Since the information of the designer and the year still needed to be added, I made four different drafts with the four different placement of the information. The third version with the information on the top right corner in two lines turned out the be the most effective one. The information was divided into two lines which was very clear and less confusing than the one line version. With its place on the top right corner, it lessen the sense of empty space on the right to the “G”. I also wanted to use the fourth version, but the sudden change to vertical placement makes the information unfit to the rest of the poster.

Different color schemes for the poster

Even with the elements all nicely placed, the same problem from before still occurred. The typeface name “Garamond” was not prominent enough. I tried to lower the opacity of “G” and the introduction paragraph, the result was not ideal. Not only did “Garamond” not stand out, the overall image was brought a non-vibrant effect as shown in the first picture above. With the experience in using the color contrast of blue, black and white, I started to experiment on adding the color blue in the poster to bring out “Garamond” or lessen the high contrast of the letter G. The usage of darker blue was not effective as it brought the poster a sense of sadness as shown in the second picture above. It was also not effective to use the color on the name “Garamond” itself and other highlighting information. It was just too weird to look at. Then I started to use lighter blue and the fourth picture above was a successful usage of blue, with not only lessen the high contrast of the letter G had with the background but also brings out the typeface name Garamond.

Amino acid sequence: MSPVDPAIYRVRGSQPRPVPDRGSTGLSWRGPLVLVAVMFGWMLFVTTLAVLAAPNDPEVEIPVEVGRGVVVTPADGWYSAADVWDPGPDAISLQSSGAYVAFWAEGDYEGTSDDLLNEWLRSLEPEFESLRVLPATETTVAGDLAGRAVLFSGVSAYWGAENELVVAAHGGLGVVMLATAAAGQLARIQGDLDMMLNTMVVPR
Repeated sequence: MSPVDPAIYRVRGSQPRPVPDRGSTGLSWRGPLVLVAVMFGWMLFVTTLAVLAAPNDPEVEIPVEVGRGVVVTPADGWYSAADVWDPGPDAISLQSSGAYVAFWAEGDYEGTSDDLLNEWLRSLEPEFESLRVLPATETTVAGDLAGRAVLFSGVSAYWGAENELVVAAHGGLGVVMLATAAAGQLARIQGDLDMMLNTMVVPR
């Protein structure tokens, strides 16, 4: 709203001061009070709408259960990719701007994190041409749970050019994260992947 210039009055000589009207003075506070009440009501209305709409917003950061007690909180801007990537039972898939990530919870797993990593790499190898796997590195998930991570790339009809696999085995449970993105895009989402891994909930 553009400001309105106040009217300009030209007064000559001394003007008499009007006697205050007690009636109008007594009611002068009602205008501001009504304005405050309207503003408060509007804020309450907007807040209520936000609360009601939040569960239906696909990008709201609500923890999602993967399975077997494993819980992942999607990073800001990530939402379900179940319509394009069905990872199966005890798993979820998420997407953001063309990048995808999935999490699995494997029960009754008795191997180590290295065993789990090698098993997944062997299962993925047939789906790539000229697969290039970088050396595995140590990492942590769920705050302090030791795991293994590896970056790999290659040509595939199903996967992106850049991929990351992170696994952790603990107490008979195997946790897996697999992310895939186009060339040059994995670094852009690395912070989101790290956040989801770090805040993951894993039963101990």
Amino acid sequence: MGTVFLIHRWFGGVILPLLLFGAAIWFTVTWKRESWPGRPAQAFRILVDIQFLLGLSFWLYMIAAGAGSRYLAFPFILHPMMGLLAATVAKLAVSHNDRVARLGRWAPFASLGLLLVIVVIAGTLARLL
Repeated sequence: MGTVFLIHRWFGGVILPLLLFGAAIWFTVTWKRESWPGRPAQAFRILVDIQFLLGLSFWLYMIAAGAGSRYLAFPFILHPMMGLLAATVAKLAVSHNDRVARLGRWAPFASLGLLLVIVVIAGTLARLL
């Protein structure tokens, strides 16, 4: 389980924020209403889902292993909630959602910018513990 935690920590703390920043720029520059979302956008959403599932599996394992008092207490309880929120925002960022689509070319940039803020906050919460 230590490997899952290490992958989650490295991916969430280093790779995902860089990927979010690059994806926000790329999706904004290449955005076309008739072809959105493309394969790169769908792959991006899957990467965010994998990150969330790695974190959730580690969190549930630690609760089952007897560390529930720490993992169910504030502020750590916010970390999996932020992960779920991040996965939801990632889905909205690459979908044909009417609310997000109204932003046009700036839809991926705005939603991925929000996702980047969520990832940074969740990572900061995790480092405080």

Final Composition

Final draft for the crit and the revised version after the crit

I slightly changed the background color from black to dark grey for the final crit as grey fits more with the light blue and shows less contrast which will not compete with the actual information for attention. At the same time, the combination of dark grey and light blue displays a sense of elegance, which is also the characteristic of Garamond.

During the final crit, Kaylee pointed out that with everything else perfectly aligned and placed, “Claude Garamond” and “1500s” on the top right did not really fit how other elements all have a relationship with each other. Placing these two pieces of information had always been my struggle throughout the process of making this poster, in both the beginning process and the end furnishing process. After the crit, I tried to look through all my drafts before and find some inspiration. I noticed in the beginning of composing the final draft, I used the fact that the last name of the designer is also the typeface name to save space. I then tried to do the same on my final piece. Aligning “Claude” to the left of “Garamond” and 1500s to the right of it, the revised version shows more of a interrelationship of all the elements in the poster than the previous version.

Closing Thoughts

The heavy emphasis on the importance of hierarchy during the class has helped me think more about the importance of information and the effective display of information throughout this project. I’ve thought more about whether a design is communicative and effective enough to carry out a message than just strictly designing something that looks pretty. Throughout the process, as I was doing any step, I thought about how the audience will view this arrangement, what will the attention be attracted to first and what will be the second and how the eyes of the audience will move along the poster with the arrangement of spaces, patterns and colors.